Indications for revascularization of symptomatic carotid stenoses
A Cochrane Review published in 2017 (16) evaluated the individual patient data of three large RCT comparing CEA with BMT alone. CEA had no significant effect on the 5-year risk of ipsilateral stroke in 30–49% stenoses, but was advantageous in 50–69% stenoses (RR 0.84 [0.60; 1.18]) and significantly superior in 70–99% stenoses (RR 0.47 [0.25; 0.88]) (Table 4).
In a systematic review comparing CEA and CAS in symptomatic stenoses (nine RCT, 6984 patients) (17), the 30-day risk of stroke was 6.2% after CAS against 3.8% after CEA (RR 1.62 [1.31; 2.00]). The difference was still present at 48 months (RR 1.37 [1.11; 1.70]). There was no significant difference between the two procedures for the endpoints death and severe stroke. The 30-day risk of myocardial infarction was 1% after CAS and 2.2% after CEA (RR 0.44 [0.26; 0.75]), while cerebral nerve lesions within 30 days were observed significantly less often after CAS than after CEA (0.4% versus 7.1 %; RR 0.09 [0.04; 0.22]).
The timing of revascularization of symptomatic carotid stenoses
CEA should be performed within 3–14 days after the neurological index event in order to prevent early recurrence of stroke (↑↑). In a systematic review on the safety of CEA and CAS within the first two weeks, the 30-day combined risk of stroke or death was 3.8% for CEA and 6.8% after CAS (18).
The long-term results of carotid stenting and carotid endarterectomy
An analysis by the Carotid Stenosis Trialist Collaboration (four RCTs on CEA versus CAS in symptomatic stenoses, n = 4775 patients) showed that the combined risk of stroke or death within 120 days was 5.5% for CEA and 8.7% for CAS. In follow-up periods ranging from 2 to 7 years, the rates of new ipsilateral stroke were 3.1% and 3.2% for CEA and CAS, respectively. The numbers of events per year, not including periprocedural complications, were almost identical (CEA 0,6%, CAS 0.64%) (19).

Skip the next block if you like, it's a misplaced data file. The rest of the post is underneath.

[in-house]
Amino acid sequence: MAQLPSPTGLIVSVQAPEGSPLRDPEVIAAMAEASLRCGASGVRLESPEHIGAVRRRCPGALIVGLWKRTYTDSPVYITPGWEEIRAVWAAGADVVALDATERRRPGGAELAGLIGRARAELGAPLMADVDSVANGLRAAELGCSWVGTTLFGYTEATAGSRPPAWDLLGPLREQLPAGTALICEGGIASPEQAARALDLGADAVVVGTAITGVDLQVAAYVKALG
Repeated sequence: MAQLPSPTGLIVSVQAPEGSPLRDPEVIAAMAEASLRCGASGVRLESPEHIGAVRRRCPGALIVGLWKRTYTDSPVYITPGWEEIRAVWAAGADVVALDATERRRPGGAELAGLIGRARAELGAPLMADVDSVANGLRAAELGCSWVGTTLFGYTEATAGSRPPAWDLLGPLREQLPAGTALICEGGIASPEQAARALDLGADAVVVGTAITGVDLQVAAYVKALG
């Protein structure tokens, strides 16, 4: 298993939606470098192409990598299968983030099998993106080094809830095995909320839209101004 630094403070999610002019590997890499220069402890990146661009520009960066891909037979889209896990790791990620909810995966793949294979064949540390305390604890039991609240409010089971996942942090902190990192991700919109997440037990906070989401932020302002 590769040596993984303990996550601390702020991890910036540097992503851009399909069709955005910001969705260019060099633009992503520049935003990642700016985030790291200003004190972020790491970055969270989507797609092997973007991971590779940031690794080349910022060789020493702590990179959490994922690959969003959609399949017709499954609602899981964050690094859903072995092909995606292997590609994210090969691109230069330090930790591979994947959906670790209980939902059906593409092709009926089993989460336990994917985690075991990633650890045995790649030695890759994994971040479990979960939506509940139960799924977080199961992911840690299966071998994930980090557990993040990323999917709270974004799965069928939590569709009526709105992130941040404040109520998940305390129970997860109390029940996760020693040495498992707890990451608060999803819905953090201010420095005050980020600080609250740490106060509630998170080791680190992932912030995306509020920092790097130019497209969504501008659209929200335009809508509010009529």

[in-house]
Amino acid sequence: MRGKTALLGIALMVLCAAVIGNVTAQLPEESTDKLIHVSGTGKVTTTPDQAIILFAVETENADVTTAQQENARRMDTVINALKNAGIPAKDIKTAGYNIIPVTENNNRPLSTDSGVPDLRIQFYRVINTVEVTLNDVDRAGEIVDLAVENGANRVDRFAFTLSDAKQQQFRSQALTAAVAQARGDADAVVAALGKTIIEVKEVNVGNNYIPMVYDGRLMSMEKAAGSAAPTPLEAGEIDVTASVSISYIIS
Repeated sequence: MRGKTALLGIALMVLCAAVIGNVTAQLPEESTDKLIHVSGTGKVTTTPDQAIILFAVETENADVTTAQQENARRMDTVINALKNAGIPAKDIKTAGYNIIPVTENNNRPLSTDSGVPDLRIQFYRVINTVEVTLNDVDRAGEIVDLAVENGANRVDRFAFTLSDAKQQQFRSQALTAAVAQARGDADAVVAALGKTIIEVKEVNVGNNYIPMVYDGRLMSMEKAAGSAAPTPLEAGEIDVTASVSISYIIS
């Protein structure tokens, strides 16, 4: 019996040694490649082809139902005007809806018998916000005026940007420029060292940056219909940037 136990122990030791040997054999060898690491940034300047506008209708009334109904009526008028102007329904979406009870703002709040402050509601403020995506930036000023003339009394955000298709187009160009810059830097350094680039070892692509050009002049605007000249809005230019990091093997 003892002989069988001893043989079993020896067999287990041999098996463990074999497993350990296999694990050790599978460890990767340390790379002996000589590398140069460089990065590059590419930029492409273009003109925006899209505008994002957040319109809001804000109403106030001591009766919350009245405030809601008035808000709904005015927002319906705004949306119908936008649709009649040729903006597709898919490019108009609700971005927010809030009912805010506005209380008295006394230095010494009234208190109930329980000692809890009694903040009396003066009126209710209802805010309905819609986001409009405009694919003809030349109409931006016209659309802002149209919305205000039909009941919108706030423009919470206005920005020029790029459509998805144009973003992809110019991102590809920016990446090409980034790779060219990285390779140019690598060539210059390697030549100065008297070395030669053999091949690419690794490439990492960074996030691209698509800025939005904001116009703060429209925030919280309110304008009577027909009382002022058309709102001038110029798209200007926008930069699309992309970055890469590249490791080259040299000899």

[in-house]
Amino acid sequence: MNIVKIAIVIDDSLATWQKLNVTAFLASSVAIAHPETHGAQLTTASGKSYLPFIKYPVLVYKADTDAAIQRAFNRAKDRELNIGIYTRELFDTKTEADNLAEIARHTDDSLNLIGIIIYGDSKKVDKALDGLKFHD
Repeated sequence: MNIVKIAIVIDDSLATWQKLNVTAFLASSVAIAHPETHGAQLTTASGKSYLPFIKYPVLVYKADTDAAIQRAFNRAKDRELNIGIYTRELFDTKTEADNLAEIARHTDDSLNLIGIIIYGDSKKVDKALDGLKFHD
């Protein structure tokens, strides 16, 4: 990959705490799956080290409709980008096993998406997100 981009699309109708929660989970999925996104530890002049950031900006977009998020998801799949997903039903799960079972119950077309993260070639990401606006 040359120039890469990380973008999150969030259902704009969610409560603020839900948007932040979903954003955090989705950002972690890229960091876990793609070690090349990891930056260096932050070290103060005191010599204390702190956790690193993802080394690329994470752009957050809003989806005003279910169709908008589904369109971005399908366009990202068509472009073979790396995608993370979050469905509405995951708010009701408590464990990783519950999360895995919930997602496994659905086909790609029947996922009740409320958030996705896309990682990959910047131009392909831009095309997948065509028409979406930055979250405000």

Routinely collected data from Germany
The quality assurance measures mandated by German law enable evaluation of the outcome quality of CEA and CAS under routine conditions. Analysis of all elective procedures (CEA, 2009–2014: n = 142 074; CAS, 2012–2014: n = 13 086) showed that the combined risk of periprocedural stroke or death was 1.4% for asymptomatic and 2.5% for symptomatic carotid artery stenoses with CEA versus 1.7% and 3.7%, respectively, with CAS. The following variables were associated with higher risk: increasing age, physical status classification according to the American Socitey of Anesthesiology (ASA), symptomatic versus asymptomatic stenosis, 50–69% stenosis, and contralateral carotid artery occlusion (only for CEA) (20).
The time that elapsed between neurological index event and surgery had no influence on the in-hospital periprocedural combined rate of stroke or death for CEA, but for CAS the risk was elevated in the first 1 to 2 weeks (21, 22).
Clinical and morphological variables affecting the procedural risk
In the currently valid guideline of the European Society of Cardiology (ESC) and the European Society of Anaesthesiology (ESA), CEA is classified as an operation involving low to moderate risk (asymptomatic/symptomatic stenosis) (23). Because severe comorbidities (particularly severe coronary heart disease or severe heart failure) increase the procedural risk of CEA, staged diagnostic work-up of CHD as advised in the guideline is recommended in order to minimize the perioperative and long-term risk of myocardial infarction (↑↑). In the presence of a severe neurological deficit, CEA is associated with significantly higher rates of stroke and death (RR 2.50 [1.3; 4.8]) (24).